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Law Firm Histories

The conclusion of Downton Abbey has me thinking about law firm web copy.

Say what, now?

I’m speaking, of course, of law firm histories.

It is very tempting to commemorate a big anniversary with a self-congratulatory press release, collateral or web copy. It used to be fairly common. I once covered the 25th anniversary of the founding of a Valley firm. They ordered a giant “25” ice sculpture and the partners posed around it. Other than the debut of New Coke, I cannot remember a more ridiculous media event.

I won’t go into the reasons why firms commission histories, or devote more than a passing glance at the firm’s gestation on its website. What I will tell you is why it’s nearly always self-centered, not client-centered, and therefore pointless.

There are a few exceptions, but in the main leave them lie where they belong.

Firm histories show a firm is living in the past. Glorifying “we got there first” doesn’t speak much of where you are today. Clients are not hiring dead partners. They are hiring the live ones. In an ideal world, you could lead with the fact that your IP firm acquired the first patent. But since that happened in 1790, I doubt that applies.

I was once hired to write a law firm’s history to honor its centennial. The firm had a storied past, one deeply embedded with the history of California and Chief Justice Earl Warren. But as I tried to tie the firm’s legacy to its stature today, it became increasingly clear that its glory days were behind them. It was soon acquired and the centennial copy was left on the dust heap of history.

This reminds me of one of Violet, the Dowager Countess’s famous lines: “First electricity, now telephones. Sometimes I feel as if I’m living in an H.G. Wells novel.”

There are plenty of venerable firms founded more than 100 years ago that no longer exist. To wit: Coudert Brothers, 1853; Heller Ehrman, 1890; Dewey, 1909; Thelen, 1924; Brobeck, 1926; Howrey, 1956. You get the picture. It. Didn’t. Matter.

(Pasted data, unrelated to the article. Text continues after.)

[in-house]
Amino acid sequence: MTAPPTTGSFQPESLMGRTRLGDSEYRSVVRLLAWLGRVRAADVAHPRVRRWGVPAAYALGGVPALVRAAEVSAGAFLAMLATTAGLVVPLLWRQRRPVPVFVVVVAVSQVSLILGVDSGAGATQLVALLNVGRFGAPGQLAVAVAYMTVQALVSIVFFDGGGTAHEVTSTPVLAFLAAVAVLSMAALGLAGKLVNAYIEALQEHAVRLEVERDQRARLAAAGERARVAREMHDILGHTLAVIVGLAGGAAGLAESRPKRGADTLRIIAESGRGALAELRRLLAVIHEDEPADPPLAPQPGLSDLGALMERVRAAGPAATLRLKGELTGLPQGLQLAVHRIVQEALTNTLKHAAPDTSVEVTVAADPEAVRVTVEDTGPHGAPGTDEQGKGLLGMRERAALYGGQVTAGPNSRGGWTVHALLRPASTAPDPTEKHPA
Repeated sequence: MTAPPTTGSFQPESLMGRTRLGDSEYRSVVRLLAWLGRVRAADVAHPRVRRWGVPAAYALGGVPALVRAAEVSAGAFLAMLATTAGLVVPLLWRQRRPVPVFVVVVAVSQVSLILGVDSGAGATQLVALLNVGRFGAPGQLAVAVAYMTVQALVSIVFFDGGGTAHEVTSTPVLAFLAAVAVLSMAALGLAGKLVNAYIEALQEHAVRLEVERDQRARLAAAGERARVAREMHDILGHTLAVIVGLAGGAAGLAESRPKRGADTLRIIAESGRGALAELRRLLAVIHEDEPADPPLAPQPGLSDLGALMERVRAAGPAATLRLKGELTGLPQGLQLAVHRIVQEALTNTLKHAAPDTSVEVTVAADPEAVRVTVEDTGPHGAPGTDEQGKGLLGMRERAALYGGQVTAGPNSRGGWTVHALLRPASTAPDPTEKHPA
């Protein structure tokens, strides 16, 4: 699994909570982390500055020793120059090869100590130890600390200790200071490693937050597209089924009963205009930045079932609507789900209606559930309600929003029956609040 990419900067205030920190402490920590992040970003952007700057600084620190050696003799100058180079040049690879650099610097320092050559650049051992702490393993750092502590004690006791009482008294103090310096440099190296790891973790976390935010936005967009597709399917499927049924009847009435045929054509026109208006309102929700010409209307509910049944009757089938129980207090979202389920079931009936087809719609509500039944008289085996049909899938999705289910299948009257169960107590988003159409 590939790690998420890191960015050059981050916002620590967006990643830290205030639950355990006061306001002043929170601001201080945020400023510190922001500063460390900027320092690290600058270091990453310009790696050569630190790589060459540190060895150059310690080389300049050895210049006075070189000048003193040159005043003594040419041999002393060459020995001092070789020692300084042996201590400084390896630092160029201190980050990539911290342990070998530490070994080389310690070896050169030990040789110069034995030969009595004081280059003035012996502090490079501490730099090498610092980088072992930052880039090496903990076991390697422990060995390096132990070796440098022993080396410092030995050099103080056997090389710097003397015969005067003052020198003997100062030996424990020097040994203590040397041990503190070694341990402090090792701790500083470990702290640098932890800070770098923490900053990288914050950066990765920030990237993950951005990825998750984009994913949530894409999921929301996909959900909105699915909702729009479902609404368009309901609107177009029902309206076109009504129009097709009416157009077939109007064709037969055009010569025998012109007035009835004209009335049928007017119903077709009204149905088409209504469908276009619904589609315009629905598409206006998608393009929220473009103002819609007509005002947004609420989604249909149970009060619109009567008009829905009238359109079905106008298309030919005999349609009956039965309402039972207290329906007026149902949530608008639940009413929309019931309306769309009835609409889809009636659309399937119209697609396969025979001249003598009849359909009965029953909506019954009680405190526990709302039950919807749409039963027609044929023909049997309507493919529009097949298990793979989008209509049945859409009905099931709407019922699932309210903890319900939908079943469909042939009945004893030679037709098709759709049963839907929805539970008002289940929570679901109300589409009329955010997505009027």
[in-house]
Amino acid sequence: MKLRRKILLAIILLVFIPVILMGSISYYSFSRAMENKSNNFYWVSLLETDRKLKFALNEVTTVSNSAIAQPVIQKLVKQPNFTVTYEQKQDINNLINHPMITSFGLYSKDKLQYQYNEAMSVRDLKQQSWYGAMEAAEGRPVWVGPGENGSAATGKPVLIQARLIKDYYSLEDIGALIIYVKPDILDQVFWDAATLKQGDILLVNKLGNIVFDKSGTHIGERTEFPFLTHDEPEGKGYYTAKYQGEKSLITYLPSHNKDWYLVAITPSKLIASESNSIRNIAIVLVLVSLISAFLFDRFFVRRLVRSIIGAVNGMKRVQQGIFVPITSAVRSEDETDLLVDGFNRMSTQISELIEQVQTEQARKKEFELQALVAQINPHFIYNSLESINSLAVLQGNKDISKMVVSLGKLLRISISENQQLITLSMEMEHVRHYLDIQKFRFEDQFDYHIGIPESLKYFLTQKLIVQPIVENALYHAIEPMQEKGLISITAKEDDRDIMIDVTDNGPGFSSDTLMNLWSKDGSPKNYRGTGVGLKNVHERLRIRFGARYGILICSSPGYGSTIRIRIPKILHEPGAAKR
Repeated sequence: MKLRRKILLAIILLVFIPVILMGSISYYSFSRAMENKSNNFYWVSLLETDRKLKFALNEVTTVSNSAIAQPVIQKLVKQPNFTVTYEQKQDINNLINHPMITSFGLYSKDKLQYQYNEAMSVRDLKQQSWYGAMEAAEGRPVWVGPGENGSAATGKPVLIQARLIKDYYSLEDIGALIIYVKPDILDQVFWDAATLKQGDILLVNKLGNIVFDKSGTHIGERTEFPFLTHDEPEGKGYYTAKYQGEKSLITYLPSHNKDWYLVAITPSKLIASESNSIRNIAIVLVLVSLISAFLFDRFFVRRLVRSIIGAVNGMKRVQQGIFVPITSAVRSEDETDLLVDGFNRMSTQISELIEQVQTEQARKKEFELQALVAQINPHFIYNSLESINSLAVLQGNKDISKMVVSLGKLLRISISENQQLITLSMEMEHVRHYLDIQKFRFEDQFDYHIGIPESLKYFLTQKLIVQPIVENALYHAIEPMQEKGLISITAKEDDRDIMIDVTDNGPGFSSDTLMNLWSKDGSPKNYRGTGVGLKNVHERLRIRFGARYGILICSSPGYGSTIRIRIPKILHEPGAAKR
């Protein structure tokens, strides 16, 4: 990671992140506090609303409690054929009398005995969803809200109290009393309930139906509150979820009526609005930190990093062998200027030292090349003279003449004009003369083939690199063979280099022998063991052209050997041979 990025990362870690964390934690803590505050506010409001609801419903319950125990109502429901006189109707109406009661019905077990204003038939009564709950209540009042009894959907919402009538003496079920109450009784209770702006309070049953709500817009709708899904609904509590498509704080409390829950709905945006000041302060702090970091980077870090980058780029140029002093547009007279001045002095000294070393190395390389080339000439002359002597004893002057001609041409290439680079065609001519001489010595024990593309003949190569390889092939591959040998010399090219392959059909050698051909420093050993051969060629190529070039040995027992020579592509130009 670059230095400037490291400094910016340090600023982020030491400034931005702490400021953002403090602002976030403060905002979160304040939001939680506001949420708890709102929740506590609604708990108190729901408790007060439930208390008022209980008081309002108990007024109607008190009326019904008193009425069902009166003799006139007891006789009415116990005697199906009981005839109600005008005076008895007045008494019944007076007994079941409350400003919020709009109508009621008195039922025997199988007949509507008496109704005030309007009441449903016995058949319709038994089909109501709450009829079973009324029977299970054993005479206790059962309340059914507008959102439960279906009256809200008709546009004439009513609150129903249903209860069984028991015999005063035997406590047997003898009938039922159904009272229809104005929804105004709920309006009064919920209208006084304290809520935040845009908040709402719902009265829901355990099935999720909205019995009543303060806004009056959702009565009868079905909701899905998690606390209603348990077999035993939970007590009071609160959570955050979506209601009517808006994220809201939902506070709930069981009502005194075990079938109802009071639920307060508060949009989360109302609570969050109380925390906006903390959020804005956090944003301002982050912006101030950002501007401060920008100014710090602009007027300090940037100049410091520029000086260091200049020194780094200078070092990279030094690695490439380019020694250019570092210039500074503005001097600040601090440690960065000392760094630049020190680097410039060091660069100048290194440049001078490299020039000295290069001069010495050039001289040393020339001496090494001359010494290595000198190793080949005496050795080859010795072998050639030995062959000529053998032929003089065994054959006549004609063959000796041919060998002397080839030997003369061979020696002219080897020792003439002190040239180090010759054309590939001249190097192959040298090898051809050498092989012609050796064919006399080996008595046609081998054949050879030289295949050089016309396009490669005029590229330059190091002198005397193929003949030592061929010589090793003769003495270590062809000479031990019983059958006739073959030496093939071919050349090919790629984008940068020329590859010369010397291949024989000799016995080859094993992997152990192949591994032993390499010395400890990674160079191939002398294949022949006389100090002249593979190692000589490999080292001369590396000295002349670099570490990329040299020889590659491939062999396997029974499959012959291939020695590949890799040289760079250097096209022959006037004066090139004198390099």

Conversely, Morrison & Foerster was founded in 1883. Pretty damn impressive, right? So why is there not a whiff of it on the firm’s site? Because clients don’t care. They want forward-looking firms, not those that look backward.

When is it permissible to laud a firm’s legacy? Use these examples as a guide:

1. Your founding partner went to law school to right the wrongs he saw committed daily against immigrants living in his neighborhood tenements. The firm today has a robust pro bono practice. It’s the spirit that lives on. It’s impossible not to feel good about that.

2. You are an IP firm whose ancestors represented Thomas Edison. Now there’s a legacy. Still, it doesn’t merit more than a few paragraphs, though it could make a good tagline, as in: “From Edison to Electric Cars, Patents R Us is there for You.” This only works, of course, if you have a nationally ranked patent practice.

3. You helped Andrew Carnegie obtain the land he needed to build his railroad empire. If you have one of the top five transportation or finance practices, this is noteworthy. Otherwise, it harkens to a bygone era that may as well be prehistoric for all clients care.

See the trend here? History is only relevant in light of today’s accomplishments. If you look back, create a narrative arc (See my post on law firm narratives here) to the present day. Otherwise limit the firm’s history to the art in a conference room.

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